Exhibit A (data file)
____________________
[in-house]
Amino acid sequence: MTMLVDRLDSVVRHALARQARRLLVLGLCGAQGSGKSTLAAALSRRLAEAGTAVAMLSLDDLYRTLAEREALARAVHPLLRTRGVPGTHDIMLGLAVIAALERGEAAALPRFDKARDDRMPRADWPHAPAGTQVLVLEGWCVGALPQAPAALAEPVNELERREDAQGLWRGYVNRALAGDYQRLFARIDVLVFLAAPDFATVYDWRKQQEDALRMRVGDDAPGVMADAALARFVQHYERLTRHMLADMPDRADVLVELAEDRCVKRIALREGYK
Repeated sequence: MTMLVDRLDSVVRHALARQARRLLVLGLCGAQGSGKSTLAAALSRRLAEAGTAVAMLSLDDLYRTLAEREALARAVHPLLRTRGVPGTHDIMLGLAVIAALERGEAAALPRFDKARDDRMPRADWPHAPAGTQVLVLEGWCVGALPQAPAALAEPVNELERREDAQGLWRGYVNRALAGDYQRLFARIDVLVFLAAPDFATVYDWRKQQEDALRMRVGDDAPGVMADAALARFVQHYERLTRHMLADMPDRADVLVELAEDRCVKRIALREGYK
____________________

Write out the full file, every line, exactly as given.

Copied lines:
[in-house]
Amino acid sequence: MTMLVDRLDSVVRHALARQARRLLVLGLCGAQGSGKSTLAAALSRRLAEAGTAVAMLSLDDLYRTLAEREALARAVHPLLRTRGVPGTHDIMLGLAVIAALERGEAAALPRFDKARDDRMPRADWPHAPAGTQVLVLEGWCVGALPQAPAALAEPVNELERREDAQGLWRGYVNRALAGDYQRLFARIDVLVFLAAPDFATVYDWRKQQEDALRMRVGDDAPGVMADAALARFVQHYERLTRHMLADMPDRADVLVELAEDRCVKRIALREGYK
Repeated sequence: MTMLVDRLDSVVRHALARQARRLLVLGLCGAQGSGKSTLAAALSRRLAEAGTAVAMLSLDDLYRTLAEREALARAVHPLLRTRGVPGTHDIMLGLAVIAALERGEAAALPRFDKARDDRMPRADWPHAPAGTQVLVLEGWCVGALPQAPAALAEPVNELERREDAQGLWRGYVNRALAGDYQRLFARIDVLVFLAAPDFATVYDWRKQQEDALRMRVGDDAPGVMADAALARFVQHYERLTRHMLADMPDRADVLVELAEDRCVKRIALREGYK